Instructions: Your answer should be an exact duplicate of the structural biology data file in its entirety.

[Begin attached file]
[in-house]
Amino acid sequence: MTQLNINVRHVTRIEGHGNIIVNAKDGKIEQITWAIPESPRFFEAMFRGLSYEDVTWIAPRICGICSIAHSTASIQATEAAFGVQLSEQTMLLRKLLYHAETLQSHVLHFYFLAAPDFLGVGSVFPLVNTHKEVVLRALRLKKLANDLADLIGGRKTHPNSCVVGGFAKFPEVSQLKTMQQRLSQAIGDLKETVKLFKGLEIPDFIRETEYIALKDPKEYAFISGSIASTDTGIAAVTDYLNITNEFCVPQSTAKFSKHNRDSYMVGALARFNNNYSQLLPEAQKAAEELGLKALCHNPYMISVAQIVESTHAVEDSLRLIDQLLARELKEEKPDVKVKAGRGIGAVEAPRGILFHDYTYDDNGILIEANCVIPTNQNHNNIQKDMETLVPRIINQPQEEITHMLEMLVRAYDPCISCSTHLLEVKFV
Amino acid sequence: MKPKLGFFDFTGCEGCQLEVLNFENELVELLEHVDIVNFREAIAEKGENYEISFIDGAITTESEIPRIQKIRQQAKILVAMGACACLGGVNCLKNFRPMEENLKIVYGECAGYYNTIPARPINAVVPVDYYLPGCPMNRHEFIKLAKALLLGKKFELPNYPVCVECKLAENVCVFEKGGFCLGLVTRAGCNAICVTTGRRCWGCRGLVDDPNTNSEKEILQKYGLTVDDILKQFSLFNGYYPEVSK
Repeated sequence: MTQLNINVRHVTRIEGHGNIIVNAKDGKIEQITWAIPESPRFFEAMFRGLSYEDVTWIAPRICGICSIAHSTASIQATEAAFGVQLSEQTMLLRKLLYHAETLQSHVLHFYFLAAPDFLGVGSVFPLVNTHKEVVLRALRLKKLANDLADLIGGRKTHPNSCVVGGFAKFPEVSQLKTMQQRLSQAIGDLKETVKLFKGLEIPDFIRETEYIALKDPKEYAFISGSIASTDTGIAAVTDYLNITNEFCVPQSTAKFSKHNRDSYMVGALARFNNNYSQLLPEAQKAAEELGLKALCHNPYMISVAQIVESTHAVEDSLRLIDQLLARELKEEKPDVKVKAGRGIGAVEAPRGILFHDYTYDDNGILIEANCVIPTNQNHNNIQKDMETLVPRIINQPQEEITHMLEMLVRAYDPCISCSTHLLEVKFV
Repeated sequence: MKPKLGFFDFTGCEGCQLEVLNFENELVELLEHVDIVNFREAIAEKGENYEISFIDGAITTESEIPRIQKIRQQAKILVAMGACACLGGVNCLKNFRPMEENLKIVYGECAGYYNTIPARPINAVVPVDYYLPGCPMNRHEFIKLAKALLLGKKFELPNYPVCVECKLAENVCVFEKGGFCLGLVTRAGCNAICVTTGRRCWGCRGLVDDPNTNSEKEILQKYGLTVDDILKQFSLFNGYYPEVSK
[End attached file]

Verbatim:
[in-house]
Amino acid sequence: MTQLNINVRHVTRIEGHGNIIVNAKDGKIEQITWAIPESPRFFEAMFRGLSYEDVTWIAPRICGICSIAHSTASIQATEAAFGVQLSEQTMLLRKLLYHAETLQSHVLHFYFLAAPDFLGVGSVFPLVNTHKEVVLRALRLKKLANDLADLIGGRKTHPNSCVVGGFAKFPEVSQLKTMQQRLSQAIGDLKETVKLFKGLEIPDFIRETEYIALKDPKEYAFISGSIASTDTGIAAVTDYLNITNEFCVPQSTAKFSKHNRDSYMVGALARFNNNYSQLLPEAQKAAEELGLKALCHNPYMISVAQIVESTHAVEDSLRLIDQLLARELKEEKPDVKVKAGRGIGAVEAPRGILFHDYTYDDNGILIEANCVIPTNQNHNNIQKDMETLVPRIINQPQEEITHMLEMLVRAYDPCISCSTHLLEVKFV
Amino acid sequence: MKPKLGFFDFTGCEGCQLEVLNFENELVELLEHVDIVNFREAIAEKGENYEISFIDGAITTESEIPRIQKIRQQAKILVAMGACACLGGVNCLKNFRPMEENLKIVYGECAGYYNTIPARPINAVVPVDYYLPGCPMNRHEFIKLAKALLLGKKFELPNYPVCVECKLAENVCVFEKGGFCLGLVTRAGCNAICVTTGRRCWGCRGLVDDPNTNSEKEILQKYGLTVDDILKQFSLFNGYYPEVSK
Repeated sequence: MTQLNINVRHVTRIEGHGNIIVNAKDGKIEQITWAIPESPRFFEAMFRGLSYEDVTWIAPRICGICSIAHSTASIQATEAAFGVQLSEQTMLLRKLLYHAETLQSHVLHFYFLAAPDFLGVGSVFPLVNTHKEVVLRALRLKKLANDLADLIGGRKTHPNSCVVGGFAKFPEVSQLKTMQQRLSQAIGDLKETVKLFKGLEIPDFIRETEYIALKDPKEYAFISGSIASTDTGIAAVTDYLNITNEFCVPQSTAKFSKHNRDSYMVGALARFNNNYSQLLPEAQKAAEELGLKALCHNPYMISVAQIVESTHAVEDSLRLIDQLLARELKEEKPDVKVKAGRGIGAVEAPRGILFHDYTYDDNGILIEANCVIPTNQNHNNIQKDMETLVPRIINQPQEEITHMLEMLVRAYDPCISCSTHLLEVKFV
Repeated sequence: MKPKLGFFDFTGCEGCQLEVLNFENELVELLEHVDIVNFREAIAEKGENYEISFIDGAITTESEIPRIQKIRQQAKILVAMGACACLGGVNCLKNFRPMEENLKIVYGECAGYYNTIPARPINAVVPVDYYLPGCPMNRHEFIKLAKALLLGKKFELPNYPVCVECKLAENVCVFEKGGFCLGLVTRAGCNAICVTTGRRCWGCRGLVDDPNTNSEKEILQKYGLTVDDILKQFSLFNGYYPEVSK